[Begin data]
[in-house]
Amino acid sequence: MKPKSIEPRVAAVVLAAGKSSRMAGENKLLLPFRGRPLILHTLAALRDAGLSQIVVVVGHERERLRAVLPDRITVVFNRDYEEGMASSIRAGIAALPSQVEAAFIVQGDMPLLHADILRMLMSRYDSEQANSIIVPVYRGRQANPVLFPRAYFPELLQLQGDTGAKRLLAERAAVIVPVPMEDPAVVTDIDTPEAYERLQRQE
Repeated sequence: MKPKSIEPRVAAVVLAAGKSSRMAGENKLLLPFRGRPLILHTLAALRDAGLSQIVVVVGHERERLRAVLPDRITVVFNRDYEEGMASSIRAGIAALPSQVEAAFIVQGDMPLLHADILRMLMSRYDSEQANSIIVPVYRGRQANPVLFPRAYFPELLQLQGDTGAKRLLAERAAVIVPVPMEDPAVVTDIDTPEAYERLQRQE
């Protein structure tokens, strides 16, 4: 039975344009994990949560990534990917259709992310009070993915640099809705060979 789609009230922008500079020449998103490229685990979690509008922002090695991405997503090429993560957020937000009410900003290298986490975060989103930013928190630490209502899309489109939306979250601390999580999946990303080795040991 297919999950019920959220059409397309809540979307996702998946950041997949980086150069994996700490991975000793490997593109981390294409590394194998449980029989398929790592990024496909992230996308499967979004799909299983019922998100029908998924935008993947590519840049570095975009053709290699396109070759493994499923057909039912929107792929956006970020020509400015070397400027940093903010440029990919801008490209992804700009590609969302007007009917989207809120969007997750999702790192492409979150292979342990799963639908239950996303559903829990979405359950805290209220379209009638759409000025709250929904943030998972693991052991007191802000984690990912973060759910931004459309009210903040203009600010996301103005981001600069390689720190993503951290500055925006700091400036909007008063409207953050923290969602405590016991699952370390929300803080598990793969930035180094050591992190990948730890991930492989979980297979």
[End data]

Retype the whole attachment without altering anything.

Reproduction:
[in-house]
Amino acid sequence: MKPKSIEPRVAAVVLAAGKSSRMAGENKLLLPFRGRPLILHTLAALRDAGLSQIVVVVGHERERLRAVLPDRITVVFNRDYEEGMASSIRAGIAALPSQVEAAFIVQGDMPLLHADILRMLMSRYDSEQANSIIVPVYRGRQANPVLFPRAYFPELLQLQGDTGAKRLLAERAAVIVPVPMEDPAVVTDIDTPEAYERLQRQE
Repeated sequence: MKPKSIEPRVAAVVLAAGKSSRMAGENKLLLPFRGRPLILHTLAALRDAGLSQIVVVVGHERERLRAVLPDRITVVFNRDYEEGMASSIRAGIAALPSQVEAAFIVQGDMPLLHADILRMLMSRYDSEQANSIIVPVYRGRQANPVLFPRAYFPELLQLQGDTGAKRLLAERAAVIVPVPMEDPAVVTDIDTPEAYERLQRQE
């Protein structure tokens, strides 16, 4: 039975344009994990949560990534990917259709992310009070993915640099809705060979 789609009230922008500079020449998103490229685990979690509008922002090695991405997503090429993560957020937000009410900003290298986490975060989103930013928190630490209502899309489109939306979250601390999580999946990303080795040991 297919999950019920959220059409397309809540979307996702998946950041997949980086150069994996700490991975000793490997593109981390294409590394194998449980029989398929790592990024496909992230996308499967979004799909299983019922998100029908998924935008993947590519840049570095975009053709290699396109070759493994499923057909039912929107792929956006970020020509400015070397400027940093903010440029990919801008490209992804700009590609969302007007009917989207809120969007997750999702790192492409979150292979342990799963639908239950996303559903829990979405359950805290209220379209009638759409000025709250929904943030998972693991052991007191802000984690990912973060759910931004459309009210903040203009600010996301103005981001600069390689720190993503951290500055925006700091400036909007008063409207953050923290969602405590016991699952370390929300803080598990793969930035180094050591992190990948730890991930492989979980297979």